Understanding diagnostic processes in emergency departments: A mixed methods case study protocol

Michelle Daniel, Sunyoung Park, Colleen M. Seifert, P. Paul Chandanabhumma, Michael D. Fetters, Eric Wilson, Hardeep Singh, Kalyan Pasupathy, Prashant Mahajan

Research output: Contribution to journalArticlepeer-review


Introduction Diagnostic processes in the emergency department (ED) involve multiple interactions among individuals who interface with information systems to access and record information. A better understanding of diagnostic processes is needed to mitigate errors. This paper describes a study protocol to map diagnostic processes in the ED as a foundation for developing future error mitigation strategies. Methods and analysis This study of an adult and a paediatric academic ED uses a prospective mixed methods case study design informed by an ED-specific diagnostic decision-making model (the modified ED-National Academies of Sciences, Engineering and Medicine (NASEM) model) and two cognitive theories (dual process theory and distributed cognition). Data sources include audio recordings of patient and care team interactions, electronic health record data, observer field notes and stakeholder interviews. Multiple qualitative analysis methods will be used to explore diagnostic processes in situ, including systems information flow, human-human and human-system interactions and contextual factors influencing cognition. The study has three parts. Part 1 involves prospective field observations of patients with undifferentiated symptoms at high risk for diagnostic error, where each patient is followed throughout the entire care delivery process. Part 2 involves observing individual care team providers over a 4-hour window to capture their diagnostic workflow, team coordination and communication across multiple patients. Part 3 uses interviews with key stakeholders to understand different perspectives on the diagnostic process, as well as perceived strengths and vulnerabilities, in order to enrich the ED-NASEM diagnostic model. Ethics and dissemination The University of Michigan Institutional Review Board approved this study, HUM00156261. This foundational work will help identify strengths and vulnerabilities in diagnostic processes. Further, it will inform the future development and testing of patient, provider and systems-level interventions for mitigating error and improving patient safety in these and other EDs. The work will be disseminated through journal publications and presentations at national and international meetings.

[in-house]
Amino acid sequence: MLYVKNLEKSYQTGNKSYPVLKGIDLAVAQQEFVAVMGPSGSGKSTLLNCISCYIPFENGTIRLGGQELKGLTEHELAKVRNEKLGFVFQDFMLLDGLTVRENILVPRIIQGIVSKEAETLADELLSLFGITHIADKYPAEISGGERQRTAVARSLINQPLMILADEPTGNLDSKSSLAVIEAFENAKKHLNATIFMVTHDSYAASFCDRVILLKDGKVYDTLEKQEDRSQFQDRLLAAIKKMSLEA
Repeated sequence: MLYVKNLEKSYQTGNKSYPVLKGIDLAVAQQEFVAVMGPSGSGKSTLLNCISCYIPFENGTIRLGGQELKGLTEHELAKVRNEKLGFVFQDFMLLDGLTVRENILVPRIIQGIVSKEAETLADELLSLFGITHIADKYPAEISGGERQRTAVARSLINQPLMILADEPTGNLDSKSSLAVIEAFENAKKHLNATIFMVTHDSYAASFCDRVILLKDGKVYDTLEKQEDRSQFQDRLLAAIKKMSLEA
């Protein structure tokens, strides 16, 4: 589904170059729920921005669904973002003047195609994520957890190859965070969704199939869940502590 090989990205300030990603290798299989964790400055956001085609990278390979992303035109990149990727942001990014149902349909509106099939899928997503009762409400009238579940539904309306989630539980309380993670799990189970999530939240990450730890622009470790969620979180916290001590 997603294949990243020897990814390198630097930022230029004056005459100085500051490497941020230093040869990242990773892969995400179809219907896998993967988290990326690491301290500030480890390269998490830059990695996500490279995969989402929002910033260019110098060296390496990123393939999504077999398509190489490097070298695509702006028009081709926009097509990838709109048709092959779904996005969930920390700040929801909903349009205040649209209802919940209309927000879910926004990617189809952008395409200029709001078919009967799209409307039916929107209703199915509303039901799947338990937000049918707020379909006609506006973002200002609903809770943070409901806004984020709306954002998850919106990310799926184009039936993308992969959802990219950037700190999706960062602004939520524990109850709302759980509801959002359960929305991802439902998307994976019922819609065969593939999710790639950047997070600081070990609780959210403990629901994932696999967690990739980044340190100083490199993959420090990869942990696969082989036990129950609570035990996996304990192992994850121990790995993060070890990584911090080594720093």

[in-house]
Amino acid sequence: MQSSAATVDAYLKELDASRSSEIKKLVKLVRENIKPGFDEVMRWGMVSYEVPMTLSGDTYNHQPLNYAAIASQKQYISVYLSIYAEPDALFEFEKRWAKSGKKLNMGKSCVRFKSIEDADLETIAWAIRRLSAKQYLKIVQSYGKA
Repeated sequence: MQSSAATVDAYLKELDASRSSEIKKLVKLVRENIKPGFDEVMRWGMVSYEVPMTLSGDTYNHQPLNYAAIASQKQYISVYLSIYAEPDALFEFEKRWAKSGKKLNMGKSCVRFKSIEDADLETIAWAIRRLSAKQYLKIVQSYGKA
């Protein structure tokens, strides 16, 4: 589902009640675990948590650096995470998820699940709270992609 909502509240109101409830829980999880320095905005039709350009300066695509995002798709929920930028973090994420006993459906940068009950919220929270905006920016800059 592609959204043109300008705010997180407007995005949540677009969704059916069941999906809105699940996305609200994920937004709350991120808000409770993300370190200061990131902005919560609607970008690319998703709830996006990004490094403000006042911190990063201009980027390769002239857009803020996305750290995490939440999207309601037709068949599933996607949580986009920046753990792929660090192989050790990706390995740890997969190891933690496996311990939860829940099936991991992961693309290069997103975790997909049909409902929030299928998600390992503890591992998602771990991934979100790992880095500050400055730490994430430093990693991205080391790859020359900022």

Original languageEnglish (US)
Article numbere044194
JournalBMJ open
Issue number9
StatePublished - Sep 24 2021


  • accident & emergency medicine
  • health & safety
  • paediatric A&E and ambulatory care
  • qualitative research
  • risk management

ASJC Scopus subject areas

  • Medicine(all)


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